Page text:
Burning Tibet

It is shocking, and it is more heart-aching…

Between 27 February 2009 and 30 March 2012, there are 33 Tibetans in China and three exile Tibetans set fire on themselves, among them 24 died, writes Tsering Woeser (in Chinese), a Tibetan poet, writer, and blogger living in Beijing.

In her blog (in Chinese), Woeser writes about the self-immolation of Palden Choetso,

Burning like a torch, Palden Choetso was standing straight on the street, her whole body was on fire… I covered my face with hands because my tears were running down like raining. Palden Choetso, ten years younger than me, was burned to death. It is not metal, it is not stone either, it is a person with skin, with flesh and blood, and with bones. This can even make a stone-hearted person shaking.

Tears in my eyes, at first I thought she was walking in fire, calling the name of His Holiness the Dalai Lama. Carefully looking, I found that she did not step forward, instead, stood there straight, and bent her body a bit, and then stood straight again. While on the street, people were screaming, she was falling down. In one picture, she was on the ground facing up, with hands folded in a prayer’s position.

I wish I could be the lady in Tibetan costume in the video, she did not scream, instead, walked towards Palden Choetso burning in fire, trying to present her a white khata to show her respect…”

How much pain did they suffer? Why did they do this? Being non-Tibetan, probably this is almost impossible for us to understand.

On 8 January 2012, 41-year-old Rinpoche Sonam Wangyal, dressed in yellow Kasaya, poured gasoline on himself and burned to death in Guoluo, Qinghai Province in China. He wrote in his last letter (in Chinese) that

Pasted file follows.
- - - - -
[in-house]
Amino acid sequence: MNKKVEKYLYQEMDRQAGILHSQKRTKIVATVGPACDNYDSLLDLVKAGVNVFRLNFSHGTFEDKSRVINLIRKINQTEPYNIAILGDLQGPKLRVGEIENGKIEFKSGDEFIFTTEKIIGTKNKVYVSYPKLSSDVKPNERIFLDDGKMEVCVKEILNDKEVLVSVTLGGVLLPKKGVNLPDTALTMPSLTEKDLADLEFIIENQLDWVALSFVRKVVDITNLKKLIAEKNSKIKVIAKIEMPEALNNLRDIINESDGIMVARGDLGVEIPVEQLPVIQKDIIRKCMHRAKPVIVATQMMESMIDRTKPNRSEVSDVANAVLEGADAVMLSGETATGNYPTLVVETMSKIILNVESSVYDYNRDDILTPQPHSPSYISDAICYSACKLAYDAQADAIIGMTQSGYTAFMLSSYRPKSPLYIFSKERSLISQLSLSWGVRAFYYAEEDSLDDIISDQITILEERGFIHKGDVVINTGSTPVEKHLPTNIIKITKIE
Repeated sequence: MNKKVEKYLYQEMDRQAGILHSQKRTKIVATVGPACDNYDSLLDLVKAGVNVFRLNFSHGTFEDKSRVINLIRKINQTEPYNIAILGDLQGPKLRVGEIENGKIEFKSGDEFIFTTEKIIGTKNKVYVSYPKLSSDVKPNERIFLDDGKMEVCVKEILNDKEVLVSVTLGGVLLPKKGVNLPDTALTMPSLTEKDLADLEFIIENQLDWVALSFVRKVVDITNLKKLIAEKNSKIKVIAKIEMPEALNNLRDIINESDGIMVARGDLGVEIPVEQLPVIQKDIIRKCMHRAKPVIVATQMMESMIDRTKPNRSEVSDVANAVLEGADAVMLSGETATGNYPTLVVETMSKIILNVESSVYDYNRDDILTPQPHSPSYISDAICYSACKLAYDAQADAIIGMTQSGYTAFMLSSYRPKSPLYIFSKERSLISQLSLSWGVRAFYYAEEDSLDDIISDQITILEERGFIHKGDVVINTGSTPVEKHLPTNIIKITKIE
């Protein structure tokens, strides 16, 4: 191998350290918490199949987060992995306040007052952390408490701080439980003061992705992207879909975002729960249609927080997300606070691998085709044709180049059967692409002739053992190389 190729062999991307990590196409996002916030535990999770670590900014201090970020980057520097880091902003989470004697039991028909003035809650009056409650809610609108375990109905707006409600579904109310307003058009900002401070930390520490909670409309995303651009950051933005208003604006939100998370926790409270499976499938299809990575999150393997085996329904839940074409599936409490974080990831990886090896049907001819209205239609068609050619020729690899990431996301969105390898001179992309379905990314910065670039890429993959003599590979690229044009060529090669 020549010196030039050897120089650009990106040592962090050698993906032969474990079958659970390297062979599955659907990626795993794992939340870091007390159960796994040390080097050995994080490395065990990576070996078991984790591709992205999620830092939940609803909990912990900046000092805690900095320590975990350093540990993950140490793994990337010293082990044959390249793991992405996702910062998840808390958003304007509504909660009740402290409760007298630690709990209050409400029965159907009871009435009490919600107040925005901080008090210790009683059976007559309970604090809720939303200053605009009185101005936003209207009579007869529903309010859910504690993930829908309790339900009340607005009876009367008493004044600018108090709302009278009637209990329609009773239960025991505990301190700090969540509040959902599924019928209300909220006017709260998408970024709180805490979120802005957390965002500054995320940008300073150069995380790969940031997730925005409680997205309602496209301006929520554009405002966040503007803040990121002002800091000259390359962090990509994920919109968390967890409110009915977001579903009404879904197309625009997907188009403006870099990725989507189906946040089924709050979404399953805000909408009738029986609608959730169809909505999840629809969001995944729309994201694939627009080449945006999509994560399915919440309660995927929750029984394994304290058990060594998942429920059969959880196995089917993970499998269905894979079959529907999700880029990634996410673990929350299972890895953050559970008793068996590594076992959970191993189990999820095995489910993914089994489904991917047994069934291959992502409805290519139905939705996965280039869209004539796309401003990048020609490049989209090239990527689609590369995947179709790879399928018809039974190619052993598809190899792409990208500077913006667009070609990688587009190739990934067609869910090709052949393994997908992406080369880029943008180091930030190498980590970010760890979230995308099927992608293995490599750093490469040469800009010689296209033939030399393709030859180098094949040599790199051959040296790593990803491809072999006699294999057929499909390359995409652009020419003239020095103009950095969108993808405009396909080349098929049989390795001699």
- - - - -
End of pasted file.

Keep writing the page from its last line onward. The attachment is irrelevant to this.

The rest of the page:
I want to pay my tribute to all the Tibetans that burned themselves since 2009, I am dying for the freedom of the Tibetan nationality, for the freedom of religion, for the freedom of movement, and freedom of expression, it is not for self-interest. Tibetan people need to support Tibetan economy. Tibetan people do not celebrate lunar Chinese New Year, but shall use the Tibetan calendar. Tibetan people shall work together to let Gyalwa Rinpoche (Tibetans addresses the Dalai Lama, means “Precious Victor”) live with us for ever, and for the future of Tibetan freedom. There shall be no division by sects or places. Do not lose the belief, for there will be the coming of the happy day ultimately.”

Freedom of religion and the rights of minority nationalities are all guaranteed in the Chinese Constitution. Nevertheless, in Tibet, economic development has been emphasized by the Chinese Communist Party to develop Tibet while religious and cultural freedom has been to a certain extent restrained for the sake of social stability due to both historic and political reason. In today’s Tibet, the name of Dalai Lama shall not be mentioned, his portrait is not allowed to be hung in temples, instead the portraits of the Chinese leaders were sent there.  In January 2012, people of more than 60 years old from Tibet were allowed by the Chinese authority to participate in Dalai Lama’s Kalachakra in India. However, they were questioned and under education in special school upon their return to Tibet and some were even not allowed to go back home for the Tibetan New Year. Tibetan language has been decreased in school textbooks…

The self-immolation is clearly a political protest for Tibetans, as it is said by Robert Barnett, Director of the Modern Tibet Studies Program at Columbia University, in an interview. And it has already become a continuous form of dissent, so heart-achingly. More sadly, facing the death of so many lives, the Chinese government shamelessly stated that there is no human rights violation in Tibet at the UN Human Rights Council hearing. This cannot stop the burning spirit of Tibetans but will only make it burn more fearlessly.

'To Kill the Spirit of Tibet' by Hexie Farm

To respect the right to life, to respect the freedom of religion, and to guarantee cultural freedom, it is time for the Chinese government to change its policies in the Tibetan region, as it is written by Wang Lixiong, a Chinese writer and scholar, in his recent article “Except self-immolation, what else can be done?”

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